A creature, equal parts beautiful as it was horrifying, appeared before me. Tendrils of hair, like seaweed, billowed from her scalp. She stared with black eyes, unblinking. I could only see her through the curtain of darkness due to the glow of her scales, crested along her face and body, the milky blueness of her skin in sharp contrast to the midnight surrounding her.

I was deep now, too deep; the sea had swallowed me. I sat in the pit of its stomach, my chest bursting, aching. No light of the surface reached this forsaken place.

The creature tilted her head. Her mouth opened, her tongue clicked; teeth like needlepoints clustered in her mouth, spilling from her black gums.

And yet, the sight of her monstrous maw did not frighten me the way it should have. There was little but a calm acceptance that had settled in my mind, similar to the sight of a season’s first snow. Or the stillness that accompanied standing beneath a waterfall.

I was going to die. She saw it in my eyes, in the blueness of my face. Even now, the edges of my vision blurred, and darkened; the light of her scales was not enough to chase away my encroaching death.

Sharp nails dug into my arm. I felt myself be tugged with a fierce ravenousness that did not heed the tearing of my skin. The last I saw of her were teeth, sharp and hungry.


I died that day.

It was both the beginning and the end of everything.

The cave in which I awoke was damp, water dripping like saliva; the stalagmites were the teeth of a hungry dog, a rabid creature. But it was solid ground.

I pressed my hand to my chest. There was no longer a heartbeat there; there was nothing but still, dead silence. I took a breath. The air was heavy with moisture. And outside the lip of the cavern lurked a pool of water. And within it, a monstrous sight.

Her upper body protruded from the surface. Long, dark hair was slick against her blued skin, and her eyes studied me with reptilian stillness. Not even the water rippled. For she was not an intrusion, no—she was received into the element as though she was a part of it.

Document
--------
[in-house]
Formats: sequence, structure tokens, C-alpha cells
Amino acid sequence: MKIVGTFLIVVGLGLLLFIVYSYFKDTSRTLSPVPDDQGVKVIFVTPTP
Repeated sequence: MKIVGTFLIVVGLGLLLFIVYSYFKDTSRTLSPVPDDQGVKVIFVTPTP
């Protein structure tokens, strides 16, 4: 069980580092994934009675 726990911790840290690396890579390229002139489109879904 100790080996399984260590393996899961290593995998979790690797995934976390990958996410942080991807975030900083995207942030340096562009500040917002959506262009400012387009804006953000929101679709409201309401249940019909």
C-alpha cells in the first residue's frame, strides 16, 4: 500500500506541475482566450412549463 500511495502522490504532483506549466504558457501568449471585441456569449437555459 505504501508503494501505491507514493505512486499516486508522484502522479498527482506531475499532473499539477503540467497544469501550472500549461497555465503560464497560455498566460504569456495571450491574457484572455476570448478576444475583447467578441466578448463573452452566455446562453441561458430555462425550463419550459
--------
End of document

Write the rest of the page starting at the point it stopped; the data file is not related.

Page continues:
“Did you… do this to me?” My voice was not my own. It creaked like the floorboards of an old house; dust had settled there, and my throat held cobwebs.

She slithered out of the water. She grabbed my face with both of her webbed hands, looming over me as she stood, somewhat upright, like a snake on its haunches, propped upward with her thick tail. Her touch was cold but not unwelcome. She cried in a language I did not yet understand.

But it was one of loneliness. It was a pain that spanned centuries. It echoed in the cavern, one haunted by ghosts I did not know. Because a mermaid cannot cry. Instead, the sadness festers within them, releasing only in their melancholy song.

I placed my hand over hers. She led me to the water, smiling; her mouth was no longer a thicket of fangs, but one of friendliness. I realized now that she was smiling at me, even back then. Reassuring me.

As I eased into the shallow pool—a portal of sorts—her fingers interlocked with mine.

Shed your previous life, she seemed to urge. Become a part of mine.

And I did.

Leaning into her arms, the coldness of her body was in sharp contrast to my flush. I shivered as her claw tips raked my skin, black and stained as though with blood—and yet, due to some inextricable feeling I cannot convey, I trusted them completely. And each stroke of her claws ripped off skin after successive skin, revealing beneath a nascent patina of shining scales.

They were iridescent, beautiful. My skin had been but a mollusk, an ugly, hard thing, and now my body was sheathed in pearly splendor. Beneath the soft glow of the cavern moss, luminous and magical, and her expectant gaze, I was more whole than I had ever been on land.

The skin I shed, she gathered it; she held it out to me, expectant. As if on instinct—or, perhaps, our souls had become linked with a supernatural closeness I had yet to understand, I knew what she wanted from me. I participated in a sort of cannibalism, the eating of self. I was, in that instance, a watery Ouroboros.

Her lips touched mine, warmer than I could’ve imagined; I responded in kind, with more passion than I knew I could hold. 

And away, we swam.

Reagan Brady is an 18 y.o. English major. She likes writing in coffee shops, petting cats, taking naps, and watching cartoons. Ever since a young age, she has been writing!